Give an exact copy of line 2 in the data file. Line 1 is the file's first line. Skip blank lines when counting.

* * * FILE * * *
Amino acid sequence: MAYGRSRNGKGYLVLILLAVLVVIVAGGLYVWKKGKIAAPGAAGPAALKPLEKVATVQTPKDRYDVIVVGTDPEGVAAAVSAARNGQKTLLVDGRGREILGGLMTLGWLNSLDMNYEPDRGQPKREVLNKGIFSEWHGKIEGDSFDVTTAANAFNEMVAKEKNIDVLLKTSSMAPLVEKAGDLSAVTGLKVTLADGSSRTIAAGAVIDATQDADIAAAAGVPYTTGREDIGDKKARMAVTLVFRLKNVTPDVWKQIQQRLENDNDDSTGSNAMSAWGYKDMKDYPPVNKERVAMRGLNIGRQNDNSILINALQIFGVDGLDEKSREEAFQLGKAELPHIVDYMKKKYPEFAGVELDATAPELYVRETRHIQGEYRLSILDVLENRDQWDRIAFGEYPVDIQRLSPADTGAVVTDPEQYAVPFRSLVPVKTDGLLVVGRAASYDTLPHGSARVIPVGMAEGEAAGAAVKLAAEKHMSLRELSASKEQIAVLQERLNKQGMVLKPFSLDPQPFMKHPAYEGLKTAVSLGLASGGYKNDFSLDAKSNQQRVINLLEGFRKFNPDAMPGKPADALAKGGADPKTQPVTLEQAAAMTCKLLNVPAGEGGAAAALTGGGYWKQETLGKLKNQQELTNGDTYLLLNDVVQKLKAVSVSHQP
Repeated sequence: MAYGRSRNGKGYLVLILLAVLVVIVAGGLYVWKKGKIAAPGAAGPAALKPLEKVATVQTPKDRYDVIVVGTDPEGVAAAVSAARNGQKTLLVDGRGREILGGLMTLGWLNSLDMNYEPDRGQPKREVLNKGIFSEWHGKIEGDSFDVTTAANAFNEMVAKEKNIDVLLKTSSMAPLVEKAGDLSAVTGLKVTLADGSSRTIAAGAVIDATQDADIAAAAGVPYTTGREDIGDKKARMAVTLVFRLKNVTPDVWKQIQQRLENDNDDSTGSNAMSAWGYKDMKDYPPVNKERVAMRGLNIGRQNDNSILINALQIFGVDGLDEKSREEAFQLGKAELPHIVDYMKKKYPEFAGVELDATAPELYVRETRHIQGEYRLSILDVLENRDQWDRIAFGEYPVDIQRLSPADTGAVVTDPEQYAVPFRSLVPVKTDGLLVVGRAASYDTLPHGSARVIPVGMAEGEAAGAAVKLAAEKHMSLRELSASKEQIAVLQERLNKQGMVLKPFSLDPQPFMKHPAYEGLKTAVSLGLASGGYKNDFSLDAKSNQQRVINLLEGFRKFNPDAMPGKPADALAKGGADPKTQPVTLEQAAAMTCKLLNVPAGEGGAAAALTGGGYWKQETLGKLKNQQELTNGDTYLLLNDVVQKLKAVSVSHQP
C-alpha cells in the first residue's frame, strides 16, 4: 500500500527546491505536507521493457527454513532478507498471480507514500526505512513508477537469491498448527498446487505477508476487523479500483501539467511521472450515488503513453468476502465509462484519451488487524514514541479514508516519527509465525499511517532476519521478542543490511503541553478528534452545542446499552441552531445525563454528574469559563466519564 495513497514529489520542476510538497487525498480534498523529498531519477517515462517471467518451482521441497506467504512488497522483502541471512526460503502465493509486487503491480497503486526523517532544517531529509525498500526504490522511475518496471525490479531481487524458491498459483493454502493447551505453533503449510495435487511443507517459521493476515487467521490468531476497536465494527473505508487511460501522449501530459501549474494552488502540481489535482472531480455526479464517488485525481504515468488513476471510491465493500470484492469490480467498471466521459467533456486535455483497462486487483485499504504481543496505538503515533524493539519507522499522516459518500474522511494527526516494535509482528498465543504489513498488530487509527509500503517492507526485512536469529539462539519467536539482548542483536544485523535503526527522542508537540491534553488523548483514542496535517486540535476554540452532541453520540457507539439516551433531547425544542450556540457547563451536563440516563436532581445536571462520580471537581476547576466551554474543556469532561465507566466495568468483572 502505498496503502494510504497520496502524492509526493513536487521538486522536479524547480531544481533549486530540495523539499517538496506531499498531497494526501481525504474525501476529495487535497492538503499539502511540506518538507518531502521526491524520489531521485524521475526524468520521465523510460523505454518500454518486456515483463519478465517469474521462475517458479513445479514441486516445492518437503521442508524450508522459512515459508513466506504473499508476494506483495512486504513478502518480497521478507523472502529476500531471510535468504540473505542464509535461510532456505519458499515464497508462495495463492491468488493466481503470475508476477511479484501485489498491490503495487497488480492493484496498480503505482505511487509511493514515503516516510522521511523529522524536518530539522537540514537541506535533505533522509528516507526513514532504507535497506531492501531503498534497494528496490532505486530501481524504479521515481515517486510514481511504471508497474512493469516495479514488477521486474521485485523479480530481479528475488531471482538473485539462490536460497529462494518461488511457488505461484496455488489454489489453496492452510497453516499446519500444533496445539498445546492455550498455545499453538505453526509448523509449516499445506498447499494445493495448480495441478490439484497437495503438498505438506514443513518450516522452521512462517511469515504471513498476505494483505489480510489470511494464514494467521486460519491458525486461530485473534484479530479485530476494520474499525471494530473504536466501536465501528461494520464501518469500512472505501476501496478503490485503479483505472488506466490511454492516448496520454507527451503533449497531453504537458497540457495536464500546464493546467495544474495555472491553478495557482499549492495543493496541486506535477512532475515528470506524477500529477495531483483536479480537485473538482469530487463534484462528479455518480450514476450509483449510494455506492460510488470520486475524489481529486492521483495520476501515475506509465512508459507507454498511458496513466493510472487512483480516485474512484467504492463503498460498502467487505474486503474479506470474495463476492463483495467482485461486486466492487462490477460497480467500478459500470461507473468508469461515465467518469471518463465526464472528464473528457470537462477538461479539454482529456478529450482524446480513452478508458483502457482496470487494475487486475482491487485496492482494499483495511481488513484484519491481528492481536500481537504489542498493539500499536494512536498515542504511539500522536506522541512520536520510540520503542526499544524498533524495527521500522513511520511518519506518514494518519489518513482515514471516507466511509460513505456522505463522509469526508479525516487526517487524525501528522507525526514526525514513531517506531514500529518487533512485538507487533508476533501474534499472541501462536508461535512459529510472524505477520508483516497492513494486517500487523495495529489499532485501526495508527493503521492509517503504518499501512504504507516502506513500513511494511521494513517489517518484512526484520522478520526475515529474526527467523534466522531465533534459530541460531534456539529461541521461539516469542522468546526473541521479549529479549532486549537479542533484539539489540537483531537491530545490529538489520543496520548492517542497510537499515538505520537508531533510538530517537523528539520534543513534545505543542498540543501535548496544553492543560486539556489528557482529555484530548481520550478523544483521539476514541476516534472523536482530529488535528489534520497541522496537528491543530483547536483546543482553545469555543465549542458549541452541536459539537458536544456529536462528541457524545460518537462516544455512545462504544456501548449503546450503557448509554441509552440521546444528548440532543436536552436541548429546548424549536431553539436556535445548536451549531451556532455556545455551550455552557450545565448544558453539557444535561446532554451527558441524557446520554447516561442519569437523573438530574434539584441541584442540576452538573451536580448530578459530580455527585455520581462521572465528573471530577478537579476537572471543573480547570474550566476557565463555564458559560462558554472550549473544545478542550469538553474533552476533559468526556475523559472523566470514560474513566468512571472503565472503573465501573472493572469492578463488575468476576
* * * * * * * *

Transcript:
Repeated sequence: MAYGRSRNGKGYLVLILLAVLVVIVAGGLYVWKKGKIAAPGAAGPAALKPLEKVATVQTPKDRYDVIVVGTDPEGVAAAVSAARNGQKTLLVDGRGREILGGLMTLGWLNSLDMNYEPDRGQPKREVLNKGIFSEWHGKIEGDSFDVTTAANAFNEMVAKEKNIDVLLKTSSMAPLVEKAGDLSAVTGLKVTLADGSSRTIAAGAVIDATQDADIAAAAGVPYTTGREDIGDKKARMAVTLVFRLKNVTPDVWKQIQQRLENDNDDSTGSNAMSAWGYKDMKDYPPVNKERVAMRGLNIGRQNDNSILINALQIFGVDGLDEKSREEAFQLGKAELPHIVDYMKKKYPEFAGVELDATAPELYVRETRHIQGEYRLSILDVLENRDQWDRIAFGEYPVDIQRLSPADTGAVVTDPEQYAVPFRSLVPVKTDGLLVVGRAASYDTLPHGSARVIPVGMAEGEAAGAAVKLAAEKHMSLRELSASKEQIAVLQERLNKQGMVLKPFSLDPQPFMKHPAYEGLKTAVSLGLASGGYKNDFSLDAKSNQQRVINLLEGFRKFNPDAMPGKPADALAKGGADPKTQPVTLEQAAAMTCKLLNVPAGEGGAAAALTGGGYWKQETLGKLKNQQELTNGDTYLLLNDVVQKLKAVSVSHQP